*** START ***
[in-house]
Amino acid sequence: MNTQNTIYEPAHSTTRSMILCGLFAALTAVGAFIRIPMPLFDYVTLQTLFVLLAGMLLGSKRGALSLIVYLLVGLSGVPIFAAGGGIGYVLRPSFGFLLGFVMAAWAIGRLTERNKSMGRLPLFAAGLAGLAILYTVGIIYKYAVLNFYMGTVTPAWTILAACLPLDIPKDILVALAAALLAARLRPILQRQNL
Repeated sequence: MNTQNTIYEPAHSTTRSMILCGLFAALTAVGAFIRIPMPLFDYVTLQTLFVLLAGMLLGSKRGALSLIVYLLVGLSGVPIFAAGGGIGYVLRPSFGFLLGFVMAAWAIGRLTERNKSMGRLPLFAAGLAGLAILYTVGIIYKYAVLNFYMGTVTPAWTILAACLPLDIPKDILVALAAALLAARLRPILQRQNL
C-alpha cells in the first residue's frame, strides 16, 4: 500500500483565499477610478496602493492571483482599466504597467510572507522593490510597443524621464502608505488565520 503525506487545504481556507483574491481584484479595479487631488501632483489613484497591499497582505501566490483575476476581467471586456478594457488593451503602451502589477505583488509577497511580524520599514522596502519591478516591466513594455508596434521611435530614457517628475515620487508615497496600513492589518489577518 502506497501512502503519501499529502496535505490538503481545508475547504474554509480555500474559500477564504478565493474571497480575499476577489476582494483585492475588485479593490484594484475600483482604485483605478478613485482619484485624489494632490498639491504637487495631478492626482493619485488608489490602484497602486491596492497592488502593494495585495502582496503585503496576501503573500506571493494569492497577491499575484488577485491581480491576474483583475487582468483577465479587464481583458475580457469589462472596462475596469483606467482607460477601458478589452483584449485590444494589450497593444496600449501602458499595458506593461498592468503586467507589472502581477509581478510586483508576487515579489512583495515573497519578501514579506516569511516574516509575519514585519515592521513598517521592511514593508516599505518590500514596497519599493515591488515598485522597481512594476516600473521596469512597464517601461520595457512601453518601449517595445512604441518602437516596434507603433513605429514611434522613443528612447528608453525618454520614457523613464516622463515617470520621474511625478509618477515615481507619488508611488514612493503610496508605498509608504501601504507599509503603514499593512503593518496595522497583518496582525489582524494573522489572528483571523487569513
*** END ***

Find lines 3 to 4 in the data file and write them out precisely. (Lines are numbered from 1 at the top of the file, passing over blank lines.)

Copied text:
Repeated sequence: MNTQNTIYEPAHSTTRSMILCGLFAALTAVGAFIRIPMPLFDYVTLQTLFVLLAGMLLGSKRGALSLIVYLLVGLSGVPIFAAGGGIGYVLRPSFGFLLGFVMAAWAIGRLTERNKSMGRLPLFAAGLAGLAILYTVGIIYKYAVLNFYMGTVTPAWTILAACLPLDIPKDILVALAAALLAARLRPILQRQNL
C-alpha cells in the first residue's frame, strides 16, 4: 500500500483565499477610478496602493492571483482599466504597467510572507522593490510597443524621464502608505488565520 503525506487545504481556507483574491481584484479595479487631488501632483489613484497591499497582505501566490483575476476581467471586456478594457488593451503602451502589477505583488509577497511580524520599514522596502519591478516591466513594455508596434521611435530614457517628475515620487508615497496600513492589518489577518 502506497501512502503519501499529502496535505490538503481545508475547504474554509480555500474559500477564504478565493474571497480575499476577489476582494483585492475588485479593490484594484475600483482604485483605478478613485482619484485624489494632490498639491504637487495631478492626482493619485488608489490602484497602486491596492497592488502593494495585495502582496503585503496576501503573500506571493494569492497577491499575484488577485491581480491576474483583475487582468483577465479587464481583458475580457469589462472596462475596469483606467482607460477601458478589452483584449485590444494589450497593444496600449501602458499595458506593461498592468503586467507589472502581477509581478510586483508576487515579489512583495515573497519578501514579506516569511516574516509575519514585519515592521513598517521592511514593508516599505518590500514596497519599493515591488515598485522597481512594476516600473521596469512597464517601461520595457512601453518601449517595445512604441518602437516596434507603433513605429514611434522613443528612447528608453525618454520614457523613464516622463515617470520621474511625478509618477515615481507619488508611488514612493503610496508605498509608504501601504507599509503603514499593512503593518496595522497583518496582525489582524494573522489572528483571523487569513